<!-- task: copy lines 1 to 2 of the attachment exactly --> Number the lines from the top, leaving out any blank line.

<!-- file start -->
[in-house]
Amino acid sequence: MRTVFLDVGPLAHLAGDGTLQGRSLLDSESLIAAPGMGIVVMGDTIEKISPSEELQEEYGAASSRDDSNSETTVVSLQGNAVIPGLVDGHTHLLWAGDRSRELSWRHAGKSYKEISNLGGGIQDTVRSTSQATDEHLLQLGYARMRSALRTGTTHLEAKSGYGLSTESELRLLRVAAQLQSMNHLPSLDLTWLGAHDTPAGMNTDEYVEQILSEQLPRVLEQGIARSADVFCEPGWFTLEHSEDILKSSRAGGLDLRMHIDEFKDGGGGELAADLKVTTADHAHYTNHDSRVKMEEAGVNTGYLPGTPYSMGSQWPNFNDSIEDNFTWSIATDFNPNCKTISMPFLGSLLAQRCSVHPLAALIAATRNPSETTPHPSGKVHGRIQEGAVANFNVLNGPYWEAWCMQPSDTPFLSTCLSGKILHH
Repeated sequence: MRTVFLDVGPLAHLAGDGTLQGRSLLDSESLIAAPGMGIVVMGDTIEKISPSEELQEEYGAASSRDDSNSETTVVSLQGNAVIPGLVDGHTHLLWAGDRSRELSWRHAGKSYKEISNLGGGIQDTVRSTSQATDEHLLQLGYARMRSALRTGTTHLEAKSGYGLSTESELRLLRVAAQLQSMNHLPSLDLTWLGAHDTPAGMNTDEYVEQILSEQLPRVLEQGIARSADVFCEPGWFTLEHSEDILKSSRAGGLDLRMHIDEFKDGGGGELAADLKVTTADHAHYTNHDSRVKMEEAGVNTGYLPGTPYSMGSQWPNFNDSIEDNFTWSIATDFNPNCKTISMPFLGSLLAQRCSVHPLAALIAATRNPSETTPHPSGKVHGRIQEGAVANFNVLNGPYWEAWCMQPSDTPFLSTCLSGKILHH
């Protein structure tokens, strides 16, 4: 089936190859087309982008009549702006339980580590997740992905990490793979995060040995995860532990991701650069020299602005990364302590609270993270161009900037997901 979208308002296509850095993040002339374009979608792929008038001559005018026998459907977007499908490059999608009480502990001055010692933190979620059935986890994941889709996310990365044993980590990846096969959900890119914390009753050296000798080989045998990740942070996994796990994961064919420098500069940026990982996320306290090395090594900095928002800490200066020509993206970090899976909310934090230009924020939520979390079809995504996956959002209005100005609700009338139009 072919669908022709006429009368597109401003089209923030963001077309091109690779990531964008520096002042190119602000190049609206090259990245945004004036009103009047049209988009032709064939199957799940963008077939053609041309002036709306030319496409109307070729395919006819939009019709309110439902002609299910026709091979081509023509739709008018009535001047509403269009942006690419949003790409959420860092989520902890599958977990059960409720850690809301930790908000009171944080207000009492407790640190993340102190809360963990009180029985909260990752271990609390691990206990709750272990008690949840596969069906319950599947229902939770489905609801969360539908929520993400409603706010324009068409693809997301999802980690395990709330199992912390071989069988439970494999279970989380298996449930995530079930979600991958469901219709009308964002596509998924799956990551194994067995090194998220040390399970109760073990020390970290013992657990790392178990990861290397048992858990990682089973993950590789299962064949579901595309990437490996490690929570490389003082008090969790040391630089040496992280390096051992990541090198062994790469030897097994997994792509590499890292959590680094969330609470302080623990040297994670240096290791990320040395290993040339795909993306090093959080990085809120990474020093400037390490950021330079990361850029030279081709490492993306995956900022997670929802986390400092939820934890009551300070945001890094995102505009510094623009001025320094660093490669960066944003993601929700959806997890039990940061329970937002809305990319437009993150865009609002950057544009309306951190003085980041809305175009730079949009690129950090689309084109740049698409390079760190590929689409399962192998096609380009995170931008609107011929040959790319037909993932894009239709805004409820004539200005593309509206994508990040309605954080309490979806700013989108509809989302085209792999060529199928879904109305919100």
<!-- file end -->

[in-house]
Amino acid sequence: MRTVFLDVGPLAHLAGDGTLQGRSLLDSESLIAAPGMGIVVMGDTIEKISPSEELQEEYGAASSRDDSNSETTVVSLQGNAVIPGLVDGHTHLLWAGDRSRELSWRHAGKSYKEISNLGGGIQDTVRSTSQATDEHLLQLGYARMRSALRTGTTHLEAKSGYGLSTESELRLLRVAAQLQSMNHLPSLDLTWLGAHDTPAGMNTDEYVEQILSEQLPRVLEQGIARSADVFCEPGWFTLEHSEDILKSSRAGGLDLRMHIDEFKDGGGGELAADLKVTTADHAHYTNHDSRVKMEEAGVNTGYLPGTPYSMGSQWPNFNDSIEDNFTWSIATDFNPNCKTISMPFLGSLLAQRCSVHPLAALIAATRNPSETTPHPSGKVHGRIQEGAVANFNVLNGPYWEAWCMQPSDTPFLSTCLSGKILHH